Friday, August 9, 2019

Joni Mitchell 21: Travelogue

The idea of Joni Mitchell doing a standards album three decades into her career may have been tough to swallow, but the final result turned out to be quite palatable. So for her next trick, she decided further the experiment on “A Case Of You” and “Both Sides Now” to recast even more of her own material with orchestral arrangements.
Apparently anything worth doing is worth overdoing, so Travelogue runs over two hours. Right there it’s a lot to take in; plus, unlike established standards that have already been arranged in dozens of ways, most of Joni’s material already exists in definitive form as her original album tracks. That said, many of the selections are deep cuts, so people hearing the songs for the very first time may enjoy these versions more than those of us more familiar with them might. The selections come from eleven of her albums; of those, Wild Things Run Fast is represented by four tracks (ex-husband Larry Klein did the arrangements, so maybe that one is special to him.)
Some of the more percussive treatments sound like mid-‘70s Tom Waits, while “Sex Kills” is lashed to a rhythm akin to “On Broadway”. There’s a choir here too; unobtrusive on “Slouching Toward Bethlehem”, it works on “God Must Be A Boogie Man”, but not so much on “Sire Of Sorrow”. The louder tracks can be jarring so soon after softer ones, again making the two-hour journey arduous. The Hejira remakes seem to be the most faithful, and the look all the way back to “The Dawntreader” is also lovely. “The Last Time I Saw Richard” has something of a wandering arrangement, but her voicing of the waitress’s one line cheapens it. “Woodstock” is given an even more extended approach than hers, and certainly from CSNY’s version; we find it meandering. “For The Roses” gets a dramatic overhaul, wherein she really explores each line, just as “Cherokee Louise” is given a heartbreaking treatment, as befits the lyrics. “The Circle Game” ends the program gorgeously, with wonderful sax trills from Wayne Shorter, making for as moving as closer as “Both Sides Now” was on her last album.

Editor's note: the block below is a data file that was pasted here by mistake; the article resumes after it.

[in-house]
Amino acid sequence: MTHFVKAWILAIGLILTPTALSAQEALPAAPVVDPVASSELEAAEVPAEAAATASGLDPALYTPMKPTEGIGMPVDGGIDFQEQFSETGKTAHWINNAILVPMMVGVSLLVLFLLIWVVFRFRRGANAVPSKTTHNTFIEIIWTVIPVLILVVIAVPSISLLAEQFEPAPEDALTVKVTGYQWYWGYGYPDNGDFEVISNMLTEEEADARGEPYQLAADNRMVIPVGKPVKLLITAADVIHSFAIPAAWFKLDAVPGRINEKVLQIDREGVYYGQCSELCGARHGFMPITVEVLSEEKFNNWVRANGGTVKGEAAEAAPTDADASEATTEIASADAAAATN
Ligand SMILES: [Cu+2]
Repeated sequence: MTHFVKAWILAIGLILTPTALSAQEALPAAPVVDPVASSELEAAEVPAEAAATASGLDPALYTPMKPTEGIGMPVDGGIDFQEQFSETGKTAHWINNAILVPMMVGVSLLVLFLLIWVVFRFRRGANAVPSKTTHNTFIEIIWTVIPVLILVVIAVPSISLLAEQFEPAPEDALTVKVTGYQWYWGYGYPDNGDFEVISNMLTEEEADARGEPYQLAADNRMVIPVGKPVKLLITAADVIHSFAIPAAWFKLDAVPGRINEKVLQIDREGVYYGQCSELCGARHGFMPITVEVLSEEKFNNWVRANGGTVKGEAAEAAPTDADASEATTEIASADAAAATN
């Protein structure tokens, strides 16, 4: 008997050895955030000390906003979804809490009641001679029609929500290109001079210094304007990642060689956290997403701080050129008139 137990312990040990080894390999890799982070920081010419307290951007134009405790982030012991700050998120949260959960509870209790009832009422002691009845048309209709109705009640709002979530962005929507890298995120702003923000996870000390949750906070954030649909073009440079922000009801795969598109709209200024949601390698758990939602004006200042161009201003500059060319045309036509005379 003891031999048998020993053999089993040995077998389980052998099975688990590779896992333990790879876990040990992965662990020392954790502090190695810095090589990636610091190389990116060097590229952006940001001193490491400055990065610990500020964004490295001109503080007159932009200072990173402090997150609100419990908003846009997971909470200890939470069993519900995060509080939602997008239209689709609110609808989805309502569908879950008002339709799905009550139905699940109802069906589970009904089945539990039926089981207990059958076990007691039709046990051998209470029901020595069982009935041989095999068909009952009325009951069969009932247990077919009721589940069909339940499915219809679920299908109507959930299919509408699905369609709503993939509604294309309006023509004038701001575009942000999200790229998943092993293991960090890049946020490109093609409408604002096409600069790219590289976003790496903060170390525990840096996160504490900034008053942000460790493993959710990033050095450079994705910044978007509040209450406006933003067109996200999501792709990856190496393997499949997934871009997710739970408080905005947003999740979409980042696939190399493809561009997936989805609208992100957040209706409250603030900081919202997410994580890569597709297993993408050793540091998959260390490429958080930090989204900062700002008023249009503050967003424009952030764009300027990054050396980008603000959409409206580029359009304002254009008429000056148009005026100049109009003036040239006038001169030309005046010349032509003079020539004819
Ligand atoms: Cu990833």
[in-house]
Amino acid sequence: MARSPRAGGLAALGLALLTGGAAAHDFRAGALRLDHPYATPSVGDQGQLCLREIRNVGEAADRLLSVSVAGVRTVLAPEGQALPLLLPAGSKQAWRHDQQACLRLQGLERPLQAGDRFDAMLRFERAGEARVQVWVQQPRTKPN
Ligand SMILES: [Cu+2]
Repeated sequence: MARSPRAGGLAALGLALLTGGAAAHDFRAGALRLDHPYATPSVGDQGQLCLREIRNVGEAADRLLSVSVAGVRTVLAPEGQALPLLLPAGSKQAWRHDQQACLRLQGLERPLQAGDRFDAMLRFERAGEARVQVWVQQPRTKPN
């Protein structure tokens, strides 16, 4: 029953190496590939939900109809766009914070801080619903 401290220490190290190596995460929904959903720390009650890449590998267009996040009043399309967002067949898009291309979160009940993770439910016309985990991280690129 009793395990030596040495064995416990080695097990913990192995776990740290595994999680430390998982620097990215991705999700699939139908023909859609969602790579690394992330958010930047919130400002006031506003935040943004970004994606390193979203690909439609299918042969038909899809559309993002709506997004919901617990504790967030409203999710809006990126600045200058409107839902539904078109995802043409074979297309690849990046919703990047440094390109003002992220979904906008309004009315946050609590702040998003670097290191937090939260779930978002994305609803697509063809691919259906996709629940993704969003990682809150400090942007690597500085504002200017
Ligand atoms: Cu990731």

In some ways Joni was ahead of the curve, as the years since have seen several artists go the “orchestral re-imagining” route a la Travelogue. Cynics suggest such a project happens when an artist has run out of ideas; in Joni’s case, she said she was done with the record business anyway. She wasn’t, but we didn’t know that then, and neither did she.

Joni Mitchell Travelogue (2002)—3

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